15. 15. Buckley JJ, Edeson JF (1956) On the adult morphology of Wuchereria sp. (malayi?) from a monkey (Macaca irus) and from cats in Malaya, and on Wuchereria pahangi n.sp. from a dog and a cat. J Helminthol 30: 1–20.
  16. 16. Cooray GH (1960) Some observations on filarial infection in Ceylon with special reference to its histopathology. Indian J Malariol 14: 617–632.
  17. 17. Schacher JF (1962) Developmental stages of Brugia pahangi in the final host. J Parasitol 48: 693–706.
  18. 18. Franz M, Buttner DW (1986) Histology of adult Brugia malayi. Trop Med Parasitol 37: 282–285.
  19. 19. Kozek WJ (1977) Transovarially-transmitted intracellular microorganisms in adult and larval stages of Brugia malayi. J Parasitol 63: 992–1000.
  20. 20. McLaren DJ, Worms MJ, Laurence BR, Simpson MG (1975) Micro-organisms in filarial larvae (Nematoda). Trans R Soc Trop Med Hyg 69: 509–514.
  21. 21. Sironi M, Bandi C, Sacchi L, Di Sacco B, Damiani G, et al. (1995) Molecular evidence for a close relative of the arthropod endosymbiont Wolbachia in a filarial worm. Mol Biochem Parasitol 74: 223–227.
  22. 22. Williams SA, Lizotte-Waniewski MR, Foster J, Guiliano D, Daub J, et al. (2000) The filarial genome project: analysis of the nuclear, mitochondrial and endosymbiont genomes of Brugia malayi. Int J Parasitol 30: 411–419.
  23. 23. Taylor MJ, Bilo K, Cross HF, Archer JP, Underwood AP (1999) 16S rDNA phylogeny and ultrastructural characterization of Wolbachia intracellular bacteria of the filarial nematodes Brugia malayi, B. pahangi, and Wuchereria bancrofti. Exp Parasitol 91: 356–361.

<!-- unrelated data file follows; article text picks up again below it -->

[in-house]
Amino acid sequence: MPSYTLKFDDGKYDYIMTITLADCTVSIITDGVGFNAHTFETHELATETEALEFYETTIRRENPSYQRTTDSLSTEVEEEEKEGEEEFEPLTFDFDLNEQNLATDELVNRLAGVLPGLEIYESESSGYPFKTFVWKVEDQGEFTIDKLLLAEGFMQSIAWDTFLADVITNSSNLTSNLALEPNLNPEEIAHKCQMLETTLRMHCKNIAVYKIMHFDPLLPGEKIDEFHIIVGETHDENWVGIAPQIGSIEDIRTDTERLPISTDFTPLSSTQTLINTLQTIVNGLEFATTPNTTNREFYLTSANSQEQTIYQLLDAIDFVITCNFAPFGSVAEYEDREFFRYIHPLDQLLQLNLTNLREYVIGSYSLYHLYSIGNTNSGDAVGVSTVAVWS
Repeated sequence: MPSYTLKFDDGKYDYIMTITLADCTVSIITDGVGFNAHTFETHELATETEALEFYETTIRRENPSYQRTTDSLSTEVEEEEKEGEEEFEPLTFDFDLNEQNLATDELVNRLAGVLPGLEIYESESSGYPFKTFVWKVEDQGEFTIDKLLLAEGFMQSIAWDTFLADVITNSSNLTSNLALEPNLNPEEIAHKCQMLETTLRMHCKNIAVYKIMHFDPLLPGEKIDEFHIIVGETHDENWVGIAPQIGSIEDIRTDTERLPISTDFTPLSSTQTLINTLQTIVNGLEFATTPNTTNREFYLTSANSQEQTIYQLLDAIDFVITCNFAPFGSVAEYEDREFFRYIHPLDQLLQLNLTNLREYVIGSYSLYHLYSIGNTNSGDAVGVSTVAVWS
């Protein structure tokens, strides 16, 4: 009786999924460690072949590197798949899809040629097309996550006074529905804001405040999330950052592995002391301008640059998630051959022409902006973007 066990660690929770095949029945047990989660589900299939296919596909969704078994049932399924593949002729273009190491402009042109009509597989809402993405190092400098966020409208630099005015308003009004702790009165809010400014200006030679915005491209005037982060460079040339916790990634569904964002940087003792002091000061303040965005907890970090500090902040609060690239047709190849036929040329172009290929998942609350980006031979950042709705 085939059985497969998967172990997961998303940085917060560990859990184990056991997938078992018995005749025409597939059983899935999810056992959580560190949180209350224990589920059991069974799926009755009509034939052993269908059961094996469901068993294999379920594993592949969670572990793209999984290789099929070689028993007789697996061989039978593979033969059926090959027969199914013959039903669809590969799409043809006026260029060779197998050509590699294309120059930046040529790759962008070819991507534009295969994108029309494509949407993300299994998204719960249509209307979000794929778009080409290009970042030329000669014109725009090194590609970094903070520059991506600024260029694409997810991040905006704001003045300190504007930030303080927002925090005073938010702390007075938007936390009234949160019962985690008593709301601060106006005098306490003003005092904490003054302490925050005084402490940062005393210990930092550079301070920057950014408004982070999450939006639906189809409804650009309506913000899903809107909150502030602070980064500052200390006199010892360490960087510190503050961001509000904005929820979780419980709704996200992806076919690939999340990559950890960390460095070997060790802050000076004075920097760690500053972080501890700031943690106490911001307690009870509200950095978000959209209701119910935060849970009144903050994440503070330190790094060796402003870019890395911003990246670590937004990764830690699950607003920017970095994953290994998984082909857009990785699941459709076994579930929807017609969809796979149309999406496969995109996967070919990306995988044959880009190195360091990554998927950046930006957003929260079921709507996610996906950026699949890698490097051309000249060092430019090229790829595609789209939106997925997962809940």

24. 24. McGarry HF, Egerton GL, Taylor MJ (2004) Population dynamics of Wolbachia bacterial endosymbionts in Brugia malayi. Mol Biochem Parasitol 135: 57–67.
  25. 25. Fenn K, Blaxter M (2004) Quantification of Wolbachia bacteria in Brugia malayi through the nematode lifecycle. Mol Biochem Parasitol 137: 361–364.
  26. 26. Ward S, Carrel JS (1979) Fertilization and sperm competition in the nematode Caenorhabditis elegans. Dev Biol 73: 304–321.
  27. 27. Goldstein B, Hird SN (1996) Specification of the anteroposterior axis in Caenorhabditis elegans. Development 122: 1467–1474.
  28. 28. Lahl V, Halama C, Schierenberg E (2003) Comparative and experimental embryogenesis of Plectidae (Nematoda). Dev Genes Evol 213: 18–27.
  29. 29. Skiba F, Schierenberg E (1992) Cell lineages, developmental timing, and spatial pattern formation in embryos of free-living soil nematodes. Dev Biol 151: 597–610.
  30. 30. Dolinski CJBG, Thomas WK (2001) Comparative survey of early embryogenesis of Secernetea (Nematoda), with phylogenetic implication. Can J Zool 79: 82–94.
  31. 31. Goldstein B (2001) On the evolution of early development in the Nematoda. Philos Trans R Soc Lond B Biol Sci 356: 1521–1531.
  32. 32. Malakhov VV (1994) Nematodes, Structure, Development, Classification and Phylogeny: Smithsonian Institution Press.
  33. 33. Sulston JE, Schierenberg E, White JG, Thomson JN (1983) The embryonic cell lineage of the nematode Caenorhabditis elegans. Dev Biol 100: 64–119.
  34. 34. Chisholm AD, Hardin J (2005) Epidermal morphogenesis. WormBook. pp. 1–22.
  35. 35. Schaner CE, Deshpande G, Schedl PD, Kelly WG (2003) A conserved chromatin architecture marks and maintains the restricted germ cell lineage in worms and flies. Dev Cell 5: 747–757.
  36. 36. Pinskaya M, Morillon A (2009) Histone H3 Lysine 4 di-methylation: a novel mark for transcriptional fidelity? Epigenetics 4: 302–306.
  37. 37. Albertson R, Casper-Lindley C, Cao J, Tram U, Sullivan W (2009) Symmetric and asymmetric mitotic segregation patterns influence Wolbachia distribution in host somatic tissue. J Cell Sci 122: 4570–4583.